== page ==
Khalsa teaches peace within

Editors’ Note: Jake Zuckerman is the 2015 Interfaith Lecture coverage reporter for the Daily. Part of his beat, including attending and writing about each 2 p.m. lecture, is the Mystic Heart Community Meditation Program. Zuckerman will attend Mystic Heart meditation every Monday and share his experiences in the following day’s Daily.

Most teachers of the Mystic Heart Community Meditation Program have one week to run their program and to make a dent on those who come to practice. Subagh Khalsa, however, started his second week Monday and will be back again for Week Six.

Khalsa is this week’s teacher and the co-coordinator of Mystic Heart, leading the class in the Sikh Dharma discipline. The program hosts meditation sessions every weekday at 7:15 a.m. in the conference room at the Main Gate Welcome Center. While Khalsa is teaching a familiar discipline to those who attended his Week Two sessions, he has changed and narrowed his focus.

“I go into it with just a bit of an idea about what I want to emphasize,” Khalsa said. “This week, I want to emphasize two things: One is a more of specific technique around breathing and posture. The other thing I want to emphasize — the words that came into my own mind about it — is ‘radical contentment.’ ”

Explaining the term “radical contentment,” Khalsa said it’s something that can be reached when one forgets his or her hopes, desires, fears and attempts at control.

“Instead, it’s all about really paying attention to our own experience at any given moment and really being able to be perfectly willing to allow the experience one is having at any given moment,” Khalsa said.

The more and more I find myself practicing meditation, the more and more success I find myself having. While this sounds like common sense, it’s something more profound to me. The deeply ingrained sense of skepticism that I grew up with regarding spirituality isn’t disappearing, but suffice to say it’s slowly withering away.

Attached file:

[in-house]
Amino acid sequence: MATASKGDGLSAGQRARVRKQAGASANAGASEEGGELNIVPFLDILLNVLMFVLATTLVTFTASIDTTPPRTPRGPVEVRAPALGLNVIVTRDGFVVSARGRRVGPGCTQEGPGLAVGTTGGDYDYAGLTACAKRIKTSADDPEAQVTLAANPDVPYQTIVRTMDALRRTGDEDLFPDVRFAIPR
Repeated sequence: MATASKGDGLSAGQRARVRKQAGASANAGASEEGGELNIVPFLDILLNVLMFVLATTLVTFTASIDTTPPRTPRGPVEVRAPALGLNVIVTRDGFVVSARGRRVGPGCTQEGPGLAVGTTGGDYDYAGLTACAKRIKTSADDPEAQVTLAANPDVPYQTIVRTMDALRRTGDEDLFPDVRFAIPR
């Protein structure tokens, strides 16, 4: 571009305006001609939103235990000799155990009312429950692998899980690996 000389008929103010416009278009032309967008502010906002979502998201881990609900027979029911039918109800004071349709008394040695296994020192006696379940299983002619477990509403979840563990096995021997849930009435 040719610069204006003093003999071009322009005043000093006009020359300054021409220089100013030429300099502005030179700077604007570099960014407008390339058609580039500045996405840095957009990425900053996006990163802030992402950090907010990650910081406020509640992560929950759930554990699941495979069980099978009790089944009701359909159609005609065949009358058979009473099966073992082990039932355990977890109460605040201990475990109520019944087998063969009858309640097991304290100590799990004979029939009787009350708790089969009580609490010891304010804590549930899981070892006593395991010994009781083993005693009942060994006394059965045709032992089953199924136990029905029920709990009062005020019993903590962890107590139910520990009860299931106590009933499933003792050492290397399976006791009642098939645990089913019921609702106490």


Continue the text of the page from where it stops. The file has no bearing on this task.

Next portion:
Khalsa broke the class into two meditations, pushing two different focuses for each. The first was fairly straightforward. After calling for improved posture, Khalsa had all the attendees close their eyes and look up toward the backs of their eyebrows as they repeated the mantra “ong namo, guru dev namo.”

The second — and livelier — session featured much more neck exertion than I’d have assumed. The meditators recited the mantra “wahe guru,” the first word being said while facing left, the second while facing right. This repeated over and over as my neck grew sore from swiveling 180 degrees every two seconds.

For me, the result was something closer to a chant than to a meditation, and oddly reminiscent of William Golding’s Lord of the Flies. I, along, with a few other members who spoke up during the subsequent Q-and-A session, found the practice a bit too herky-jerky and stimulating to be conducive to relaxing.

To Khalsa, however, there was method to his madness.

“Practice, practice, practice,” he said.

Khalsa offered a hopeful output to mindful meditation.

“We are developing the ability to listen,” he said. “To really listen — to a friend or to a stranger — to a pleasant person or a horrid one, requires stillness approaching the moment without ideas or preconceptions and prejudice.”

In addition to the sessions, Mystic Heart hosts seminars at 12:30 p.m. on Tuesdays and Thursdays that serve as a forum to discuss some of the techniques and ideologies mentioned in the class.

“In the seminars, what I do is not just say here’s something to think about, but really explore with people,”  Khalsa said. “There’s a lot of give and take back and forth.”

Looking at all the counsel Khalsa offered during his classes, while I see myself improving, I don’t know where I’m headed. Am I fully “allowing my experience” to occur? Am I learning to listen? Am I ever coming close to muting my thought processes?

As Khalsa would say, “Practice, practice, practice.”